Leaving aside the completely unwarranted and obnoxious suggestion that P.Z. preaches to his classes, I think Burt has conflated two separate issues. There are the local issues of winning school board elections and protecting science education and keeping creationism out of science classrooms. In that context I entirely agree that a certain amount of political savvy is required. I do not advocate anyone running on an anti-religion platform anywhere in the country, not just in Kansas. I say this both because it is politically unwise and because it is frankly inappropriate. A large part of my anger towards the folks on the old Dover school board, for example, is based on the fact that they tried to bring religion into a place it didn’t belong. I don’t want my side doing that either. Absolutely no one, so far as I know, is saying otherwise, and that is not why Mooney and Nisbet (mostly Nisbet) are being criticized.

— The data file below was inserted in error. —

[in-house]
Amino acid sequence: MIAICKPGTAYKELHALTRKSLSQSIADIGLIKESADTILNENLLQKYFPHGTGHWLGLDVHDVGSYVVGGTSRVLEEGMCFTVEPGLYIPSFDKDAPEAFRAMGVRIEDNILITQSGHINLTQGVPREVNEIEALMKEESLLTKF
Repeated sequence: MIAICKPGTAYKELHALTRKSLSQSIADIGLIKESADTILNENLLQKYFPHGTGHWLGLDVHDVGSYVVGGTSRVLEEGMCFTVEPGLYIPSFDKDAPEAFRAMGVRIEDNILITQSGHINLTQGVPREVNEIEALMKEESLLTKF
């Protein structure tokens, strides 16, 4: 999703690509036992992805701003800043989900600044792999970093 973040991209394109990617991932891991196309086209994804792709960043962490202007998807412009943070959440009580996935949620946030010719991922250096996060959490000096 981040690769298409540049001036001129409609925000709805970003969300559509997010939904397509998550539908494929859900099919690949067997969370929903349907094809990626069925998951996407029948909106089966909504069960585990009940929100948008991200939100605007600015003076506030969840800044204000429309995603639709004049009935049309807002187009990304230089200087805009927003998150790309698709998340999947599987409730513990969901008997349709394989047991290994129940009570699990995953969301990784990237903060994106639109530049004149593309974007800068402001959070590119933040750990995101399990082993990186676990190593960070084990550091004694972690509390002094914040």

The criticism comes when we switch to the global issue. Why do we have these constant flare-ups? Why is it that we no sooner win one school board election then we find crazy people in another state trying to inject religion into science classes? Why is it that election wins in one cycle are so frequently undone in the very next cycle?
It is because of religion. Specifically, it is because of the hold that religious faith has on the American psyche. The polling data that sparked off this latest spat showed that large percentages of people hold to their religious views even in the face of contrary scientific evidence. So long as such attitudes are dominant there can be no long-term victory for science in these matters.